Today is the last day of Culture Shock. I popped by last night to do some last minute shopping and there were only about 6 to 10 other people, making it a delightfully lag-free shopping experience. If you have been deterred by lagophobia lo these many days, now is your chance to find delightful dresses like this one from Spright and fun fashions and shop until you drop knowing that your lindens are saving lives for people whose time literally is running out without the fabulous work of Médecins Sans Frontières MSF (Doctors Without Borders).
I love this dress from Spright. It’s called Inspire and has so many lovely details such as the gathering of the skirt, the well-made waistband and the modern femininity of the ruffle on the top. Sure, if I had my druthers it would be sold as separates to let me mix and match, but complete outfits is one of the ways designers are choosing to adapt their work to the limitations of mesh. Knowing that rigged clothing cannot be modified by us inworld to make little adjustments to the waistband, it’s just easier to make it all of a piece so the pieces won’t intersect if we move a mm off dead square. When you consider how much richer and more natural the textures look and how well the clothing moves with you, it’s an acceptable compromise.
On the other hand, most – but not all – mesh creators leave the inside of the clothing as an alpha. I have been told this has something to do with reducing the number of polygons which will reduce the upload cost and the server cost to render. I do not know enough about creating to know if that is the right explanation or not. What I know is that some designers do texture the inside, or at the very least, the visible inside, and it makes a difference when shooting pictures at different angles such as in this photo where the back of the skirt behind the legs is gone or in the photo lazing on Gidge’s couch in her blog post. This is not a specific criticism of this dress or this designer. The majority of mesh clothing and mesh designers do the same thing. I just wish they would not.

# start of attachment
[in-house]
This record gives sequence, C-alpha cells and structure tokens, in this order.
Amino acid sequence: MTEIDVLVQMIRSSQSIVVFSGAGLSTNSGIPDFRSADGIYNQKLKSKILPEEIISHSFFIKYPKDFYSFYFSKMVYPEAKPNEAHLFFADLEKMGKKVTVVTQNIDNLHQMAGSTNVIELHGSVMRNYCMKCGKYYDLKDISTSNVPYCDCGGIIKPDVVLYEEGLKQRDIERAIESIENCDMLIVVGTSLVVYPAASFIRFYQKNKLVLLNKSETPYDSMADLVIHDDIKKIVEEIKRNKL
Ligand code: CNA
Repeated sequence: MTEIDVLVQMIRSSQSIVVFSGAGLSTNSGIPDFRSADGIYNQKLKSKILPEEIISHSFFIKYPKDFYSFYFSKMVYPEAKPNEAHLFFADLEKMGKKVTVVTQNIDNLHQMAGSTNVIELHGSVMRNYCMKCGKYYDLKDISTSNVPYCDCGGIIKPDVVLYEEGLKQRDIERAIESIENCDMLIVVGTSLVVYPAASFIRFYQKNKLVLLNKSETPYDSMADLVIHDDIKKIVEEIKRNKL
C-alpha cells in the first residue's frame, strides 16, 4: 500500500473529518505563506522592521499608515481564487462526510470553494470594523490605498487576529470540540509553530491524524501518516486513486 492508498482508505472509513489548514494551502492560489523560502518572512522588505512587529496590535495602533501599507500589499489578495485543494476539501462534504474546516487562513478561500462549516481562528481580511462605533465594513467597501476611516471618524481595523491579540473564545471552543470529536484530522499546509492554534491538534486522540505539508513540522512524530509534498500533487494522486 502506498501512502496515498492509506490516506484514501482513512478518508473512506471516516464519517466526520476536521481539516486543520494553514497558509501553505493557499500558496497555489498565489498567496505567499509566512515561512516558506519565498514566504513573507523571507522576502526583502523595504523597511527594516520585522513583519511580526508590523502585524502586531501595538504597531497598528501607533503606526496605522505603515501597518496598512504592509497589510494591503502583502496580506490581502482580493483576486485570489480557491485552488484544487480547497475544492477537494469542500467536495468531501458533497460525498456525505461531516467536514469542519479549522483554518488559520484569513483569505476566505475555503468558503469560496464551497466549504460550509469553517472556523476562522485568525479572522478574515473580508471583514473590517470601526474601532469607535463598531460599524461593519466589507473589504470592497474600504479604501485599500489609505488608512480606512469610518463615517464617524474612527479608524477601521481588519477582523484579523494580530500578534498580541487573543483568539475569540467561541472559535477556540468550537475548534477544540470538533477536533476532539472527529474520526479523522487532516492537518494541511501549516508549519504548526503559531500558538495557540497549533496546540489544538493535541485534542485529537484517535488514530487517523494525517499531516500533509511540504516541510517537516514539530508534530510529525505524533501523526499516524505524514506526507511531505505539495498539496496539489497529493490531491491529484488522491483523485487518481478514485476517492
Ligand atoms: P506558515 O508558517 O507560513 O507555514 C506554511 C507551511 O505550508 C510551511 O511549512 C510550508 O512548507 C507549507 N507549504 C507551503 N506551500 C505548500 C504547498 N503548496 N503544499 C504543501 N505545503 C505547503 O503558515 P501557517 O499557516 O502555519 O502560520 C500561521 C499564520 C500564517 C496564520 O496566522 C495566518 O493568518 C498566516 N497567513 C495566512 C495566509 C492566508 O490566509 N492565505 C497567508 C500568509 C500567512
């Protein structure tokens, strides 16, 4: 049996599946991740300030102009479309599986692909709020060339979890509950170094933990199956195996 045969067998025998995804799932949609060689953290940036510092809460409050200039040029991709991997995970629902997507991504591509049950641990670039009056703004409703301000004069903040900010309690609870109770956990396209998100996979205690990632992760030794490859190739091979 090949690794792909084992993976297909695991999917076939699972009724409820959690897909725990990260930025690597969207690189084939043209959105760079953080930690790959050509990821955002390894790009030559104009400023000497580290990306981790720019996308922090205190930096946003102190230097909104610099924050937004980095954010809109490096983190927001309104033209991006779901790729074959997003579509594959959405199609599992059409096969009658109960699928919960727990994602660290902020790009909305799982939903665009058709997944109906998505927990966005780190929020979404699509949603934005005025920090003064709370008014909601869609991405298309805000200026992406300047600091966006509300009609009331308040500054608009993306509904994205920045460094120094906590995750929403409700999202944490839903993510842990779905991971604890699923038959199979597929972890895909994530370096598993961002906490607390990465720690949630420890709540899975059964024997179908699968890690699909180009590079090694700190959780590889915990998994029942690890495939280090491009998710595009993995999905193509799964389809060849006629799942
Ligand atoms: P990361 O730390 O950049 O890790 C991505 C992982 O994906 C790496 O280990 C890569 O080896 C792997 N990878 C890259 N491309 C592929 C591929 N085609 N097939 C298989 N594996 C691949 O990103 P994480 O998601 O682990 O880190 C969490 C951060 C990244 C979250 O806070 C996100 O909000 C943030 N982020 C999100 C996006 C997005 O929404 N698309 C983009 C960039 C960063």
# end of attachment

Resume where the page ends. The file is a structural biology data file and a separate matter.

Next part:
The shoes are from Lelutka and they’re vintage – pre-2.0 shoes with invisi-prims. I know that I should toss them out, these remnants of the old days when we had little Boxes of Weird around our feet anytime we went Where the Alpha Things Are. I love them, though. I even ♥ them and I ♥ very few things. If I were queen of Sl for a day, I would encourage shoe designers to release an update of some of their golden oldies. They would not have to upload new pairs, just remove the invisi-prims and add an alpha. With shoes this cool, there’s people who would love to buy them and for people who have the old set, perhaps offer a generous discount as an incentive to upgrade.
Back to what is gorgeous! The ruffles on the top are romantic and feminine, but so modern as well with restrained simplicity. The hair from Exile is gorgeous as hair from Exile always is. The jewelry is from Dark Mouse and a new release. This is an example of the wonderful serendipity of Second Life. The dress and the jewelry were released very close to each other and seem made for each other as though the creators shared their creations in their dreams.
Second Life fashion events are kind of like the ocean, as one wanes and another waxes. Yesterday, the Skin Showcase opened with all sorts of skin designers showcasing just a few of their newest and best. This is from IrEn. It’s called Molly. I love the eyebrows that are a bit more natural than the usual manicured brows you see. It’s a clean, fresh and youthful skin that I like quite a lot.
Store info at Blogging Second Life
- Poses: Reel Expressions
- Skin: IrEn Molly Light
- Eyes: IKON Sunrise Hazel
- Lashes: Lelutka
- Mani/Pedi: PXL Creations Blue 1
- Hair: Exile In the Meantime
- Clothing: Spright Inspire Dress Gold/Blue
- Shoes: Lelutka Pow Pumps (Vintage)
- Jewelry: Dark Mouse Spring Pearls